7.4.2 Focus on one task at a time
trying to complete each task without interruption
by assigning work to firm personnel or other professionals, ensuring proper supervision in accordance with Section 6.1 of the Rules of Professional Conduct
7.4.4 Cultivate effective time management skills
- by learning to overcome or manage procrastination
- by learning to place limits on or refuse unreasonable requests whether from potential clients, existing clients, or colleagues
7.4.5 Keep time records
for individual client matters and also consider keeping a personal time log of all activities, billable and non-billable, to determine what activities are non-productive or inefficient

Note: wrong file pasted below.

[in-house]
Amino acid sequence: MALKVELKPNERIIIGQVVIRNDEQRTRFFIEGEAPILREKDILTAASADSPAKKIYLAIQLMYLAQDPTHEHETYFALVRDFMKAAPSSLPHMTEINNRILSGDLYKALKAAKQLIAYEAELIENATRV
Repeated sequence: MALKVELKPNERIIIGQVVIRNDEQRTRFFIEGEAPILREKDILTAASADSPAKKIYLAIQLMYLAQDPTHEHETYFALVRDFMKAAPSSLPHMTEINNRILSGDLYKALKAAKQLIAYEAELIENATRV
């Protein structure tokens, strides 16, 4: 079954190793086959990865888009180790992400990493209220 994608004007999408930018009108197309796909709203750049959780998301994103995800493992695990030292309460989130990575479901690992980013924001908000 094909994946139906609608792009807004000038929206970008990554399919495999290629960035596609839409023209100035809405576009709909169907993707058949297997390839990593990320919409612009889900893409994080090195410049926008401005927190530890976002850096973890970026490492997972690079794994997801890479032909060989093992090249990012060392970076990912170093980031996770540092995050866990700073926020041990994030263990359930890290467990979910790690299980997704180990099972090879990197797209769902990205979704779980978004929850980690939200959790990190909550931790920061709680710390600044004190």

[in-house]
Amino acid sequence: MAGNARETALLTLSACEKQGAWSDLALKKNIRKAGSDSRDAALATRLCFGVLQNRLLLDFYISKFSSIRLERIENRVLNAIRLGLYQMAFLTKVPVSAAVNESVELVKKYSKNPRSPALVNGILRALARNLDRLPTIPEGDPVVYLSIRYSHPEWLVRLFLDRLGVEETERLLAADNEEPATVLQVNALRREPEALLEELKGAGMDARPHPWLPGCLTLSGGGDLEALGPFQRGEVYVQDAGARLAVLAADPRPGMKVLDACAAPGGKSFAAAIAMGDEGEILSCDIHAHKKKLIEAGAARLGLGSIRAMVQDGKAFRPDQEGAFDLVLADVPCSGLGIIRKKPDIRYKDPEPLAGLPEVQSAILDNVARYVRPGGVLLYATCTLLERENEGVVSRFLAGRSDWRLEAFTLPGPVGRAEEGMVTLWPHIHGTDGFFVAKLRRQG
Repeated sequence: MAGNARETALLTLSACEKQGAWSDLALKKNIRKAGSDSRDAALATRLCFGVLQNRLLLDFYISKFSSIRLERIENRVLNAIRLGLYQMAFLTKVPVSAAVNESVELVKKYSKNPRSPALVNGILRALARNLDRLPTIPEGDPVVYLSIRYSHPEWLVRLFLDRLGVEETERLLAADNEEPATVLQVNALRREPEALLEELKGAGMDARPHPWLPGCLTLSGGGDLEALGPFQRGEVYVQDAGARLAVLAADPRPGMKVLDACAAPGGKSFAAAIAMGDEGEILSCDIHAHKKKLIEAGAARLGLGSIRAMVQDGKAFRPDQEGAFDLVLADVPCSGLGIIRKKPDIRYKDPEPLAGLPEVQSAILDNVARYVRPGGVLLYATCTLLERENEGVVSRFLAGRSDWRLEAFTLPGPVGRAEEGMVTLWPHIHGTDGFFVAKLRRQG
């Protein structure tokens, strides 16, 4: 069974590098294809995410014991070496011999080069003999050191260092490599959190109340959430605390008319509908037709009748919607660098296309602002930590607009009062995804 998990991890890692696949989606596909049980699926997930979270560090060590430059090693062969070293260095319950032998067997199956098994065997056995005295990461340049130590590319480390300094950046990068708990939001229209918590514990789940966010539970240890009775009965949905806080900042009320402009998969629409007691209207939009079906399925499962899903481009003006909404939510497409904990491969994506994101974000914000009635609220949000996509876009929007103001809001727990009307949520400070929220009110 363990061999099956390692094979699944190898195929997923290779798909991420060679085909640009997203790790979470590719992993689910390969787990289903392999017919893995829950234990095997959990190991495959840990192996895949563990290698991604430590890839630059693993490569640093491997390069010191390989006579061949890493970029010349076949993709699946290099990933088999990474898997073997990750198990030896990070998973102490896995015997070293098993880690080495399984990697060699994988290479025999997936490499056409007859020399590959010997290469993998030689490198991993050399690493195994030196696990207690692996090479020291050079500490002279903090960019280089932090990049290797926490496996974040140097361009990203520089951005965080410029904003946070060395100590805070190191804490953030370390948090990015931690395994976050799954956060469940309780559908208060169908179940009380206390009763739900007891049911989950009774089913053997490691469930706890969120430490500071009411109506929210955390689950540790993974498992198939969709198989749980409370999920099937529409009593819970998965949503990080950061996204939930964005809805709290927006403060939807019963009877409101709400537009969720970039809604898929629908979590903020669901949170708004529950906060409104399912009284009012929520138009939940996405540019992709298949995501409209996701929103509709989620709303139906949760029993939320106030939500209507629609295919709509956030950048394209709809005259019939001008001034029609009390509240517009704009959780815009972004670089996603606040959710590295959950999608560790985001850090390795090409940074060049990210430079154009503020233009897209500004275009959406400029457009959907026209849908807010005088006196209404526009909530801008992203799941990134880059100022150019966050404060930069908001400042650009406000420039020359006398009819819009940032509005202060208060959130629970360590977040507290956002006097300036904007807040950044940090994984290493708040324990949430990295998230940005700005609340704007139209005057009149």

7.4.6 Adopt procedures to eliminate inefficiencies
- by avoiding meetings unless necessary, making use of telephone conferences and having and following meeting agendas
- by keeping a record of what work was accomplished to avoid duplication of work
- by keeping files organized and, when not in use, returning files to their proper cabinet or location to allow for easy and efficient access and to prevent loss
- by ensuring that all documents are promptly dealt with and filed away, perhaps implementing a “never touch a document more than once” rule
- by standardizing and systematizing routine tasks.
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7.5 Time Planning and Reminder Systems
Lawyers should consider maintaining all of the following systems:
7.5.1 To Do Lists
- setting out what must be accomplished, daily or otherwise organized in order of importance
7.5.2 Desk Diaries or Calendars
- to plan their time on a daily, weekly, monthly and yearly basis
- to act as reminders for
- court, tribunal, closings or other attendances relating to client matters
- crucial dates including
- limitation periods
- The Law Society of Upper Canada filing requirements.